‘In the biological sense, yes, but not the carnal.’
‘When was the last time you saw her?’ asked Sant, eager to move on.
Jake tapped the tips of his fingers on the table. ‘How many times have I been asked that question?’
Sant leant forward, arching his neck and widening his stare a fraction. ‘Are you going to make life easy for us, or do we make life difficult for you?’
‘Why you got beef, man?’
Capstick felt the steam coming off his colleague and stepped in. ‘You must understand, Jake, that whilst we’ve no wish to start a shouting match, we’re handling a missing person case of the utmost urgency.’ He breathed out. ‘Your cooperation would be greatly appreciated.’
No-one had seen Chloe Lee for over seven weeks. To make matters worse, establishing when the university student had disappeared was proving tough. Usually a time, and sometimes a place, provided a vital marker in establishing a missing person’s whereabouts. But in Chloe’s case, detectives had neither. Students living in shared apartment blocks seldom clocked in like the rest of the human race, so when asked why they’d taken so long to contact the police, Chloe’s flatmates had offered blank expressions and weak excuses.
Chloe’s mother was also missing, though several sources – passport checks included – drew the same conclusion: Vanessa Lee was three months into a six-month round-the-world tour. Vanessa’s Facebook profile had been scarcely touched since her departure, although one recent post hinted at an interest in teaching English as a foreign language. A few photos of tropical forests and temples completed the picture. Perhaps six months was an underestimate.
Chloe’s father was missing in another way. He’d left Vanessa when Chloe was twelve, then moved to York with his second family. He’d been interviewed by detectives already but not by Sant personally, which explained why a prearranged trip to York was pencilled in for the following evening.
‘I’ll make it easy for you,’ said Jake, enunciating each word. ‘The last time I saw Chloe was in July. The twenty-fourth to be precise. She came to a birthday party I was hosting at my digs. I saw her briefly. She left early. Simple. That’s all there is to it.’
Capstick consulted the pocket-sized tablet he carried around with him. ‘These digs you mention. Are you referring to the Moorland Avenue, Hyde Park address?’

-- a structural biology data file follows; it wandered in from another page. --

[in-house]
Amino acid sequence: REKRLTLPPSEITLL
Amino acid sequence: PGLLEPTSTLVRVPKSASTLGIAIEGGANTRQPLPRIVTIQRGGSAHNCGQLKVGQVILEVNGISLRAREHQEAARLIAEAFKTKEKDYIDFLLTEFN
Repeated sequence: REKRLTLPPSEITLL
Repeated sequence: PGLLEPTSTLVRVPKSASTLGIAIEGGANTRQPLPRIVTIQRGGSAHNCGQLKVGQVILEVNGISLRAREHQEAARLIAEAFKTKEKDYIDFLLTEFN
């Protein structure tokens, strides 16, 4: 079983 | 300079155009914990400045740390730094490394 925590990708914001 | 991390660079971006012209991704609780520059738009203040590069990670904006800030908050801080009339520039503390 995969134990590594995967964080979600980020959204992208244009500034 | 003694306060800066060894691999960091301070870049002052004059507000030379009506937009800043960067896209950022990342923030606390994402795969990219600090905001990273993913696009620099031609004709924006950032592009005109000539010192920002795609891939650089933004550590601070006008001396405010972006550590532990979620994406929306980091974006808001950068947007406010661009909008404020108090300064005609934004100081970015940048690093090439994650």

‘Correct. I don’t live in Hyde Park now. Moved to Headingley. One notch up the social ladder.’
The constable wrote something on a page filled with his tiny scrawl. ‘And was Chloe in good spirits at the party?’
Jake stared into space. ‘As far as I recall. She was her usual, sober self. But as I said, I hardly saw her that night. We were… losing interest in each other.’
‘So you split up after the party?’
‘I’m not sure if we ever did split up. We’d had the odd argument or two, and needed to get away for a while. The summer break came at a good time.’
‘So technically speaking, you and Chloe are still together?’ probed Capstick.
The young man’s eyes widened. ‘How can we be together when she’s not around?’
‘But if Chloe came through this door now, you’d still assume you and her were a pair?’
‘Suppose. Probably. Depends on Chloe…’
‘Well, you can’t expect me to wait forever, gents. I’ve moved on – ’
Sant stifled an urge to laugh. ‘Enter girlfriend number eleven, Mr Downing.’
Jake didn’t try hard to repress the smirk rising over his solid jawline.
Capstick glanced down at his tablet. ‘Did you argue with Chloe the last time you saw her. At the party?’
No sooner had it appeared than the smirk was gone. The boy was ruffled. ‘Can’t remember… maybe, maybe not.’
Sant wasn’t convinced. ‘A simple yes or no if you don’t mind.’
The teenager shuffled restlessly in his chair, his newfound nervousness not helped by the snoring of the duty solicitor by his side. He peered upwards in search of an answer and then said, ‘Probably. We argued quite a lot, like all couples.’
Sant sensed the unease and jumped on it. He thrust his thick neck aloft, closing in on his target. The stark light from the swaying bulb overhead made the inspector’s suit glow threateningly, though Jake was too busy admiring himself in the reflective glass to notice.
‘What did you argue about? It must’ve been a proper bust-up, Mr Downing, because you haven’t seen your girlfriend since.’
Jake stood up sharply, stirring the lawyer from his slumber. ‘I don’t have to take any more of this harassment. And what’s more, it’s about time I got myself proper legal representation instead of Mr Dozy here.’